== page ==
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FOR two days the mad March winds have been blowing a fifty-mile gale, setting all the woodland crazy. No wonder the March hare is mad. He lives in Bedlam. No sooner does he squat comfortably in his form, his fair fat belly with round apple-tree bark lined, topped off with wee green sprigs of rash but succulent spring herbs from the brookside, ready to contemplate nature with all the philosophy which such a condition engenders, than the form rises in the air and its component leaves skitter through the wood and over the hill out of sight, leaving him denuded.

The usually dignified and gentle trees howl like beagles on his trail. The protecting scrub oaks, gone mad, too, dab and flip at him till he gets fidgety with thoughts of horned owls, and things rattle down out of the sky as if he were being pelted with buckshot. All these matters get on his nerves after a little, and if he sets his cotton-tail white flag at half mast from fear and goes whooping through the brush in a frenzy, there is small blame to him. Even man, whose mental girth and weight are supposed to be ballast sufficient against all buffetings, going forth on such a day needs the buttons of his composure well sewed on or he will find it ripped from him like the hare's form and sent skittering down the lea along with his hat, while he himself bolts here and there fighting phantoms and objurgating the unseen. 

He sets his cotton-tail white flag at half mast from fear, and goes whooping through the brush in a frenzy 

Mad March winds are a good test of stability of soul. He who can stand their weltings with serenity, can watch his unanchored personal belongings go mad with the March hare and still thrid the sombre boskage of the wood with sunny thought and no venom beneath his tongue, ought to be President. Even the New York papers could not make him bring suit.

And after the two days of gale how sweet the serenity that came to the thrashed and winnowed pastures and woodland. I fancy it all feeling like a boy at school who, after being soundly flogged, gets back to the soothing calm of his accustomed seat. There is a gentle joy about that feeling that, as many of us know, has neither alloy nor equal. The whole woodland, thus spanked and put away to cool, feels the winter of its discontent vanishing behind it and has no room in its heart for aught but the peace and joy of regeneration.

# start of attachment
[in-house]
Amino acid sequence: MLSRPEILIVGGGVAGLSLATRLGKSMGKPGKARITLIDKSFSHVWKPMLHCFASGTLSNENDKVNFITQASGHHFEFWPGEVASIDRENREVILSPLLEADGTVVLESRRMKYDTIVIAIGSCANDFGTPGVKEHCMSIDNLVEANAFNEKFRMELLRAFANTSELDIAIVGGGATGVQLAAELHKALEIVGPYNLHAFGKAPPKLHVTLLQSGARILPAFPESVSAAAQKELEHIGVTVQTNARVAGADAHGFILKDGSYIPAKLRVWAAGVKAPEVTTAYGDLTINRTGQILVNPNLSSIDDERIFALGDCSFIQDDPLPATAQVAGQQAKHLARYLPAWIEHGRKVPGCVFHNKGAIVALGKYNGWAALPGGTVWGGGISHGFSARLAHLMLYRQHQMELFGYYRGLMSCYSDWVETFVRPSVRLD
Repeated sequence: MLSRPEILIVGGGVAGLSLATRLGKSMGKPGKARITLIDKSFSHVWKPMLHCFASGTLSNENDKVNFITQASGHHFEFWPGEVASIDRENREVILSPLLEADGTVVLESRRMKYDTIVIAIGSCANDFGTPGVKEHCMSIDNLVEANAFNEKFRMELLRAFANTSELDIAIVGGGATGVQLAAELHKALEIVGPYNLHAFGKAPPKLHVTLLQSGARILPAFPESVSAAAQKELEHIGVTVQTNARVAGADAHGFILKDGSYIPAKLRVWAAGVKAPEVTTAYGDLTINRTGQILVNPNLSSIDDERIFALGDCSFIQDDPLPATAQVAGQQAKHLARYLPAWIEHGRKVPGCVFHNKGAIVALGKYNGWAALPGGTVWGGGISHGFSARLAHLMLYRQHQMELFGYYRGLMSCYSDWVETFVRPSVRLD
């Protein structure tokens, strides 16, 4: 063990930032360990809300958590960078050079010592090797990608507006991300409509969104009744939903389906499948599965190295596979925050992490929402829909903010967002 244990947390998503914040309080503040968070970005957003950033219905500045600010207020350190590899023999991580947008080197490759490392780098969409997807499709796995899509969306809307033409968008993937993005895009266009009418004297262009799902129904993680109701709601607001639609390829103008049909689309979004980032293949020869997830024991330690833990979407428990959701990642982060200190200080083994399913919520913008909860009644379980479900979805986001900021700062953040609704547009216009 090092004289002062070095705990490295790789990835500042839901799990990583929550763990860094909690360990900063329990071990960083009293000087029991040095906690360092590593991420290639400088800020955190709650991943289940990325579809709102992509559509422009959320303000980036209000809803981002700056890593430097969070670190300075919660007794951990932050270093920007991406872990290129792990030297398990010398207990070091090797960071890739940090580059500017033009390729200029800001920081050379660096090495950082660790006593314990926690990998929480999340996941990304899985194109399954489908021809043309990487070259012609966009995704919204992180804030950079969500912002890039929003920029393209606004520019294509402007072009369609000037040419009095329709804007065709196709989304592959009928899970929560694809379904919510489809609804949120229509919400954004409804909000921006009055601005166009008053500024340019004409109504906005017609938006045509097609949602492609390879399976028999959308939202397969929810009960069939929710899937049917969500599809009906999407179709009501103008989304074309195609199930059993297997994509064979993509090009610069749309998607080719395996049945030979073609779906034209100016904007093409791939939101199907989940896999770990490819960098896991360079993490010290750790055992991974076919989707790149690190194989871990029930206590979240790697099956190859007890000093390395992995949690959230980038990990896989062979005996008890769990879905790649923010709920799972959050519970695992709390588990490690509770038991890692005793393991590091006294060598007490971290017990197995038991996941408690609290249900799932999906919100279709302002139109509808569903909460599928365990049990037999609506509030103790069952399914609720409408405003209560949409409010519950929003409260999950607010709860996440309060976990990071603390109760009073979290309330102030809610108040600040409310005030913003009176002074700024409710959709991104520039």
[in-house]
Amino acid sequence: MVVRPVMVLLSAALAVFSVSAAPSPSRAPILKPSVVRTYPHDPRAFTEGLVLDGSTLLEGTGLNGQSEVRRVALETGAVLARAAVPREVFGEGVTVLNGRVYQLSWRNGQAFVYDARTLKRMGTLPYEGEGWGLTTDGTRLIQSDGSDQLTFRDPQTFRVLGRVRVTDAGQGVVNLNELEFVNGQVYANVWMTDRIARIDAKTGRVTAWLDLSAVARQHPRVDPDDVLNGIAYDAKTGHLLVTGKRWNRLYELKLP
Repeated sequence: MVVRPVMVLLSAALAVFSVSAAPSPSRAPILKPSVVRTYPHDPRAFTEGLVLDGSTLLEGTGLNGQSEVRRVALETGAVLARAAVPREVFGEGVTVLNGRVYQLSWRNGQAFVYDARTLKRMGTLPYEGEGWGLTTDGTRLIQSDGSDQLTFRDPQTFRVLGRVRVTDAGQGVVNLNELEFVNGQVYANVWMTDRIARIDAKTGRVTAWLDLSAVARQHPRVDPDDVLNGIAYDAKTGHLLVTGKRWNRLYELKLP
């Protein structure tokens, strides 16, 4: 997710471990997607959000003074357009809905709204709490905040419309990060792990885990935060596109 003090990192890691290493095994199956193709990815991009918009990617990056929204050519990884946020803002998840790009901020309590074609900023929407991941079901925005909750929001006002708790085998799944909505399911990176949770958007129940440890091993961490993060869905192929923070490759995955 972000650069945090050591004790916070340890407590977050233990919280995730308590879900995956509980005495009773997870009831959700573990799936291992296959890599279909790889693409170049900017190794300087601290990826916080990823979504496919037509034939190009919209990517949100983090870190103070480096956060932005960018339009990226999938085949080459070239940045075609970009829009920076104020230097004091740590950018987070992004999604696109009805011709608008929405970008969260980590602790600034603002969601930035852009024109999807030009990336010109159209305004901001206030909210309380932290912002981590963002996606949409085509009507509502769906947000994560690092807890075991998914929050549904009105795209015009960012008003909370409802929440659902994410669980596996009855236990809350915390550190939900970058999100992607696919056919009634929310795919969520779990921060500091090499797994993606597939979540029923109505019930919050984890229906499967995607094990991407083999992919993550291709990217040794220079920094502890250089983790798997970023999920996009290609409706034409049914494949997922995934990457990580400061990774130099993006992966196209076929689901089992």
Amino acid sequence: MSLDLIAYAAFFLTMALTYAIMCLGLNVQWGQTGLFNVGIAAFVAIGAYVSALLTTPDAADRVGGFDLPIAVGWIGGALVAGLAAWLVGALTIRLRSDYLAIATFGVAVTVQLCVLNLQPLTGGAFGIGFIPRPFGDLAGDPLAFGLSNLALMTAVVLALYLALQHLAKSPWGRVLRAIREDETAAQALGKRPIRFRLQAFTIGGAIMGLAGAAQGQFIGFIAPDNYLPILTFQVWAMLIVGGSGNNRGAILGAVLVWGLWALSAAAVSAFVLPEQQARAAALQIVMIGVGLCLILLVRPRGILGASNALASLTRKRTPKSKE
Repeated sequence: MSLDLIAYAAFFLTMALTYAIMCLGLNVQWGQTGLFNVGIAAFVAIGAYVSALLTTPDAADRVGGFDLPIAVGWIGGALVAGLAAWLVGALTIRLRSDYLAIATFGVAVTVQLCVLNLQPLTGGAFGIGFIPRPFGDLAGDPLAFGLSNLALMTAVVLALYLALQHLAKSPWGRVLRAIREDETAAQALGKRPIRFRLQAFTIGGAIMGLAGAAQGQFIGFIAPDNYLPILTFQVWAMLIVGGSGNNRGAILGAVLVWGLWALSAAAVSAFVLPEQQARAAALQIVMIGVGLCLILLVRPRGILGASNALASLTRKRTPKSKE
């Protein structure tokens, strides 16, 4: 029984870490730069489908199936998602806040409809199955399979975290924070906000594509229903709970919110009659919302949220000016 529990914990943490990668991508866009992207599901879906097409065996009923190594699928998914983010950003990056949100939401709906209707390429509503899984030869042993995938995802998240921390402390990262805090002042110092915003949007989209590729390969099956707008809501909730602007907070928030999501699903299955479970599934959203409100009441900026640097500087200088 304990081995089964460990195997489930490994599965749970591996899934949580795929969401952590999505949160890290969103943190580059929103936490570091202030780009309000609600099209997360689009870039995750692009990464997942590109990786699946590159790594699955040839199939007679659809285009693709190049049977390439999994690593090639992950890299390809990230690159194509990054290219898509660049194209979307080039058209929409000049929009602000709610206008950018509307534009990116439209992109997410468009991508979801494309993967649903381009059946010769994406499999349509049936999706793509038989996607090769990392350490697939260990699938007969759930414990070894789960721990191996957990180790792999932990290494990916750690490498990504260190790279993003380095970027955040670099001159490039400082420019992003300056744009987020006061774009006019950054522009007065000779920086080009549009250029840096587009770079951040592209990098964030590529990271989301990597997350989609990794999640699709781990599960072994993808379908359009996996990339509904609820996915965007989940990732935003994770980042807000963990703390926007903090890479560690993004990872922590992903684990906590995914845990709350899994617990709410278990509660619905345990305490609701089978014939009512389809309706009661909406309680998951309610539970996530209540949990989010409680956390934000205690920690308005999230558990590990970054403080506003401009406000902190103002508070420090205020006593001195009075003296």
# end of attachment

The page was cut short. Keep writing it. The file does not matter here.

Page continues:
The gale began to fail during the second day and before midnight it was dead; thus short-lived is frenzy. I do not know now if those last gentle sighs were those of the wind in sorrow of its misdeeds, thus on its death-bed repentant, or those of the trees, themselves given a chance to sleep at last after a forty-hour fight for their lives. In the threshing and winnowing of the woodland none but the physically fit may survive. Oaks that have held their last year's leaves lovingly on the twig had to let them go like the veriest chaff, and all twigs and limbs that have been weakened.

And as chaff and debris is thus pruned from the forest, so those trees themselves that are not physically fit for the struggle for existence are weeded out. The eye may not be able to pick these, but the gale finds them. If the whelming pressure of its steady onrush is not sufficient to bring them down, the racking of varying force and the torsion of sudden changes in direction will snap the weakened trunk or tear out the loosened roots. Then there is a groan and a crash, and space for the younger growth to spread toward more light and air.

At no time of year is the weakness of roothold so liable to be fatal to a tree as now. During the winter a gale may snap a tree off at the trunk and smash it bodily to the ground. But if there is no weakness in the trunk there can be none in the roots, for the frost that is set about them holds even the shortest, as if embedded in stone. But now, when the solvent ice has loosened the whole surface for a depth of a foot or more, leaving it fluffy and disintegrated, those trees which have no tap-roots and hold only in this lightened surface are in the greatest danger of uprooting of the whole year. Farmers often clear a shrubby pasture it! late March or early April hereabout by taking advantage of this fact. They make a trace-chain fast about the base of a pasture cedar or a stout huckleberry bush, and with a word to the old horse the shrub is dragged from the softened earth, root and all. In mid-summer, after the ground has become compact, this is not to be done.

It is the spring house-cleaning time of the year, when nature is sweeping and picking up, preparatory to laying new carpets and getting new furnishings throughout, and if any of the old furniture of the woodland is not able to stand the strain it has to go to the woodpile. Without the mad March winds the forest would lose much of its fresh virility, the old deadwood would cumber the new growth, and the mild melancholy of decay would prevail as it does in some swamps where sheltering surrounding hills and close growth shunt the gales.

Yet, though house-cleanings are no doubt necessary and beneficient, few of us love them, and we hail with equal joy the resultant cleanliness and the cessation of the uproar. The two days' gale finally got all the winds of the world piled up somewhere to the southward and ceased, and the piled-up atmosphere drifted back over us, bringing mild blue haze that was like smoke from the fires of summer floating far. All things that had been taut and dense relaxed into dimples or softened into tears. The frost went out of the plowed fields that morning, though the sun was too blurred with the kindly blue mist to have any force. It was just the general relaxation which did it.